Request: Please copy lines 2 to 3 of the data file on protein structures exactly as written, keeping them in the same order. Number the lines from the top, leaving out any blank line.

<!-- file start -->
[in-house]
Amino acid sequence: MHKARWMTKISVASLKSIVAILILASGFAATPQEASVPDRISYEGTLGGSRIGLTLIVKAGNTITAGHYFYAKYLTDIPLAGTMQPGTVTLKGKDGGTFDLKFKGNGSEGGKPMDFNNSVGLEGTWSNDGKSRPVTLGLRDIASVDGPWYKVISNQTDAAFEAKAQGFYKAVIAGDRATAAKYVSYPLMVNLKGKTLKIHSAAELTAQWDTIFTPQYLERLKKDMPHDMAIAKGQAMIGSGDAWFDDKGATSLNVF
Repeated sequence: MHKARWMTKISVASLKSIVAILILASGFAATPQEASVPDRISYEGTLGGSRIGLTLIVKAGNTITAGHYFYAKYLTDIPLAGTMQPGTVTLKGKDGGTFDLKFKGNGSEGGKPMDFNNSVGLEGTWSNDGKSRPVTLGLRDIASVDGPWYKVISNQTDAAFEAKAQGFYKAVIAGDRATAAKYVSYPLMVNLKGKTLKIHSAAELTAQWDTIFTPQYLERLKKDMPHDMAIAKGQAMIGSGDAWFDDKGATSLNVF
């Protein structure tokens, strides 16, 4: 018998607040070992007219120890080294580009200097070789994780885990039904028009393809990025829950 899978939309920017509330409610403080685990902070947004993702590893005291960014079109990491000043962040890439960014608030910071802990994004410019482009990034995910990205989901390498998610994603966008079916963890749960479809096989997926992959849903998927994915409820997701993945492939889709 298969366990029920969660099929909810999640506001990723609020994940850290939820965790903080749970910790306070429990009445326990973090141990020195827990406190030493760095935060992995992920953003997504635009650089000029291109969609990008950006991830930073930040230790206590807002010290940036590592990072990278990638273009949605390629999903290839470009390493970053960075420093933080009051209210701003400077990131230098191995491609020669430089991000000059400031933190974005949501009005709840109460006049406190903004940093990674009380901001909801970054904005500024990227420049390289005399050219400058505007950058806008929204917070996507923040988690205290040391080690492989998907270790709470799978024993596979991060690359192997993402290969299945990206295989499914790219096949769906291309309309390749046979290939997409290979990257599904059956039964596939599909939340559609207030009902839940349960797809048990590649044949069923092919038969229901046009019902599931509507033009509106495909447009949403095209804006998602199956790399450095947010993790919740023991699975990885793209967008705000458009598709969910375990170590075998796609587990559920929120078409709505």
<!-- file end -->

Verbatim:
Amino acid sequence: MHKARWMTKISVASLKSIVAILILASGFAATPQEASVPDRISYEGTLGGSRIGLTLIVKAGNTITAGHYFYAKYLTDIPLAGTMQPGTVTLKGKDGGTFDLKFKGNGSEGGKPMDFNNSVGLEGTWSNDGKSRPVTLGLRDIASVDGPWYKVISNQTDAAFEAKAQGFYKAVIAGDRATAAKYVSYPLMVNLKGKTLKIHSAAELTAQWDTIFTPQYLERLKKDMPHDMAIAKGQAMIGSGDAWFDDKGATSLNVF
Repeated sequence: MHKARWMTKISVASLKSIVAILILASGFAATPQEASVPDRISYEGTLGGSRIGLTLIVKAGNTITAGHYFYAKYLTDIPLAGTMQPGTVTLKGKDGGTFDLKFKGNGSEGGKPMDFNNSVGLEGTWSNDGKSRPVTLGLRDIASVDGPWYKVISNQTDAAFEAKAQGFYKAVIAGDRATAAKYVSYPLMVNLKGKTLKIHSAAELTAQWDTIFTPQYLERLKKDMPHDMAIAKGQAMIGSGDAWFDDKGATSLNVF